There was a second of silence, perhaps a sliver of a second more, as she prepared to say, “Aww,” and then a voice was heard from the bookshelf where my phone sits while charging.
“I can’t feel romantic love but I think you are wonderful.”
Yes, my phone had misinterpreted “hate Google” as “Hey, Google” and thought I was addressing her*.
* Yes, I do consider my phone to be female. And I have no intention of analyzing why.
While I suppose it’s a relief to know that my phone has no desire to supplant my wife in my affections (yet), I’m not entirely sure I needed to know that I am a figure of wonder and (I suppose) awe.
Talk about inflating one’s sense of self-worth.
And, no question about the moral here: Big Brother is, in solemn truth, always listening.
There are stories everywhere.
“Why did this happen?”
“How did it go down?”
Answer the reporters’ traditional questions–who, what, when, where, why, and how–and you’re telling a story.
Interesting point, though: you don’t need to answer all of the questions to make it a story. Sometimes each answer is its own story. And each story leads to more questions and more stories.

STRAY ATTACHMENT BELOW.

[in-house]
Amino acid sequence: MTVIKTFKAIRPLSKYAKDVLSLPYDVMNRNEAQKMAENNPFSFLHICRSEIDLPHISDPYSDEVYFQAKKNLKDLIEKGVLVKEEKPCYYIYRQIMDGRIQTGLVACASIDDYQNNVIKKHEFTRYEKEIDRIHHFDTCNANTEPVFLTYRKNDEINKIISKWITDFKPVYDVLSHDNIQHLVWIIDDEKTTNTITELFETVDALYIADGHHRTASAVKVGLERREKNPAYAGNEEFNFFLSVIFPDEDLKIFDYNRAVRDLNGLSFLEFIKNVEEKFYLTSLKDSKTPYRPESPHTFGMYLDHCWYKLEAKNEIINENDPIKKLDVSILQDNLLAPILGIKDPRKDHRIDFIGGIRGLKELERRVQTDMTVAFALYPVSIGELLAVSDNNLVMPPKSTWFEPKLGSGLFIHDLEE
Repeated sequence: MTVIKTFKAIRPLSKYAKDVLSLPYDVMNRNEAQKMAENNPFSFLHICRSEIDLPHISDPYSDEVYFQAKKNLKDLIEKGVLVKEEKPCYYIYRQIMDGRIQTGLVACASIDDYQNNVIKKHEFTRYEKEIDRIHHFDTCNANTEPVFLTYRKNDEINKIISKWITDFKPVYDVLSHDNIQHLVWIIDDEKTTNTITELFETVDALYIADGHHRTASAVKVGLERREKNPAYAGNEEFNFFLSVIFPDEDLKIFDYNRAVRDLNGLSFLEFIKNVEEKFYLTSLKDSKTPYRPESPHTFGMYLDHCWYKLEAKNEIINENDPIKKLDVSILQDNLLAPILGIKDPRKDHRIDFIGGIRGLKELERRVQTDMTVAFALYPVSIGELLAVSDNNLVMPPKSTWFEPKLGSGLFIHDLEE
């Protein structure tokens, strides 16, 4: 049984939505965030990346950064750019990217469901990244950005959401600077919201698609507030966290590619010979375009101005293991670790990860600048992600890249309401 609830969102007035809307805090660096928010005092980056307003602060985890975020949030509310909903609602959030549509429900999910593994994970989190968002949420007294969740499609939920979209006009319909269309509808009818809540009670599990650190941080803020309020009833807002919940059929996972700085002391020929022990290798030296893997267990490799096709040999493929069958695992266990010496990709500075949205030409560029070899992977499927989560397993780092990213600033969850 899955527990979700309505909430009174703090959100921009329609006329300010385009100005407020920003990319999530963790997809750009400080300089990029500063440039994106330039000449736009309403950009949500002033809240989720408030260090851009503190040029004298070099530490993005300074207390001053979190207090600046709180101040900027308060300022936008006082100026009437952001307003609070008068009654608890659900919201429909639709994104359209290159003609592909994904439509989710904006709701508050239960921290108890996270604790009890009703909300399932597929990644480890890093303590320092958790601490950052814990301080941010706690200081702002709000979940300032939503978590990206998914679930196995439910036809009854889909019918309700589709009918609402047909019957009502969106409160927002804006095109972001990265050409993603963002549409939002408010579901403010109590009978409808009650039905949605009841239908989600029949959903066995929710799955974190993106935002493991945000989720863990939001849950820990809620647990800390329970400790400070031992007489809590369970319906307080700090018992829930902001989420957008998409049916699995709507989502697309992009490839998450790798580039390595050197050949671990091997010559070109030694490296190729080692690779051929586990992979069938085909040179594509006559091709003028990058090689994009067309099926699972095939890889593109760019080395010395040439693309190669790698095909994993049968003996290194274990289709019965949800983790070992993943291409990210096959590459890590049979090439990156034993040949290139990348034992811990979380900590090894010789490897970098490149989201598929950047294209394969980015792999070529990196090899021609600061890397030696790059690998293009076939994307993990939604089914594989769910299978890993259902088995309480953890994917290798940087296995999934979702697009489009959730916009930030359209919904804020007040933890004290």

As a writer, it’s my job to tell stories. And because I write fiction, I’m supposed to make up those stories.
Every story has a starting point. Even the fictional stories. Maybe it was the who: many writers start with the characters and watch them interact. Sometimes it’s the what or the how: where would a locked room mystery be without the what and the how?
Just to be totally clear, darn near everything I write here on the blog is a story. And, guess what? Most of them are at least somewhat fictional. If I start with a news story, and I don’t know the answer to one of those questions, most likely I’m going to make something up. Because you (usually) don’t tell a story by not answering questions.
Put it another way: “How can you tell when a writer is making something up?” “He’s writing*.”
* A more accurate answer would be “He’s alive” but that doesn’t call back to the old joke about lawyers as well.
Because I’m the only person telling stories on this site–ignoring the ones that you all tell when you comment (remember what I said about stories leading to more stories?)–they have a number of common elements; if you read for a while, you’ll see similar word choices, subjects, and tonalities cropping up again and again.
My tastes run toward snark and satire, so when I have to make something up for a story, chances are I’m going to come up with something intended to trigger a smirk or a snicker.